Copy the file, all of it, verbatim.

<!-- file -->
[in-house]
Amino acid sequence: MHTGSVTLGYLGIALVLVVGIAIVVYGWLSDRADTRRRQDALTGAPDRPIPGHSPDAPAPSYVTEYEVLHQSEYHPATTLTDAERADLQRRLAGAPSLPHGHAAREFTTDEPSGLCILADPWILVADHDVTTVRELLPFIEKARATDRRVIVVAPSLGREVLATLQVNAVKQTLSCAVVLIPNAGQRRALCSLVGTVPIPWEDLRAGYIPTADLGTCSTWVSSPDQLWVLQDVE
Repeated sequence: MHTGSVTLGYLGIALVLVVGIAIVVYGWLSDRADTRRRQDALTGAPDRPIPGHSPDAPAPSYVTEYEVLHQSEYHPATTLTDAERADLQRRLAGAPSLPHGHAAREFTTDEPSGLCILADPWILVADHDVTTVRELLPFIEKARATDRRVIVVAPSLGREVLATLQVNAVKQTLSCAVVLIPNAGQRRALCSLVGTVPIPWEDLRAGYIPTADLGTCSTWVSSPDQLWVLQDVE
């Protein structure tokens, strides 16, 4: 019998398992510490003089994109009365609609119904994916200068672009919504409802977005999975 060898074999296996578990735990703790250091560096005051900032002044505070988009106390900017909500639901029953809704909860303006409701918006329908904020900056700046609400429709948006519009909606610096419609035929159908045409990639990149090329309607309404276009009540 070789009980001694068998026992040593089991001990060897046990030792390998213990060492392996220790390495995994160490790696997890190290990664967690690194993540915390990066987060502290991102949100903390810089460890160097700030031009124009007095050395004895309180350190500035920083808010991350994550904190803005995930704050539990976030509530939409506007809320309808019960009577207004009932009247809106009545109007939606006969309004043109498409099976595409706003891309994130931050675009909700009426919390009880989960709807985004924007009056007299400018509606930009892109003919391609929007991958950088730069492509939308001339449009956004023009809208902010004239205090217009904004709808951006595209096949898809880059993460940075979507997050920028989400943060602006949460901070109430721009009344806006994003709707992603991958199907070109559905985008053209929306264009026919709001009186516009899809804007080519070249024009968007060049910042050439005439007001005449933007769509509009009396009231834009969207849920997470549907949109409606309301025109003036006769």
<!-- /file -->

[in-house]
Amino acid sequence: MHTGSVTLGYLGIALVLVVGIAIVVYGWLSDRADTRRRQDALTGAPDRPIPGHSPDAPAPSYVTEYEVLHQSEYHPATTLTDAERADLQRRLAGAPSLPHGHAAREFTTDEPSGLCILADPWILVADHDVTTVRELLPFIEKARATDRRVIVVAPSLGREVLATLQVNAVKQTLSCAVVLIPNAGQRRALCSLVGTVPIPWEDLRAGYIPTADLGTCSTWVSSPDQLWVLQDVE
Repeated sequence: MHTGSVTLGYLGIALVLVVGIAIVVYGWLSDRADTRRRQDALTGAPDRPIPGHSPDAPAPSYVTEYEVLHQSEYHPATTLTDAERADLQRRLAGAPSLPHGHAAREFTTDEPSGLCILADPWILVADHDVTTVRELLPFIEKARATDRRVIVVAPSLGREVLATLQVNAVKQTLSCAVVLIPNAGQRRALCSLVGTVPIPWEDLRAGYIPTADLGTCSTWVSSPDQLWVLQDVE
């Protein structure tokens, strides 16, 4: 019998398992510490003089994109009365609609119904994916200068672009919504409802977005999975 060898074999296996578990735990703790250091560096005051900032002044505070988009106390900017909500639901029953809704909860303006409701918006329908904020900056700046609400429709948006519009909606610096419609035929159908045409990639990149090329309607309404276009009540 070789009980001694068998026992040593089991001990060897046990030792390998213990060492392996220790390495995994160490790696997890190290990664967690690194993540915390990066987060502290991102949100903390810089460890160097700030031009124009007095050395004895309180350190500035920083808010991350994550904190803005995930704050539990976030509530939409506007809320309808019960009577207004009932009247809106009545109007939606006969309004043109498409099976595409706003891309994130931050675009909700009426919390009880989960709807985004924007009056007299400018509606930009892109003919391609929007991958950088730069492509939308001339449009956004023009809208902010004239205090217009904004709808951006595209096949898809880059993460940075979507997050920028989400943060602006949460901070109430721009009344806006994003709707992603991958199907070109559905985008053209929306264009026919709001009186516009899809804007080519070249024009968007060049910042050439005439007001005449933007769509509009009396009231834009969207849920997470549907949109409606309301025109003036006769």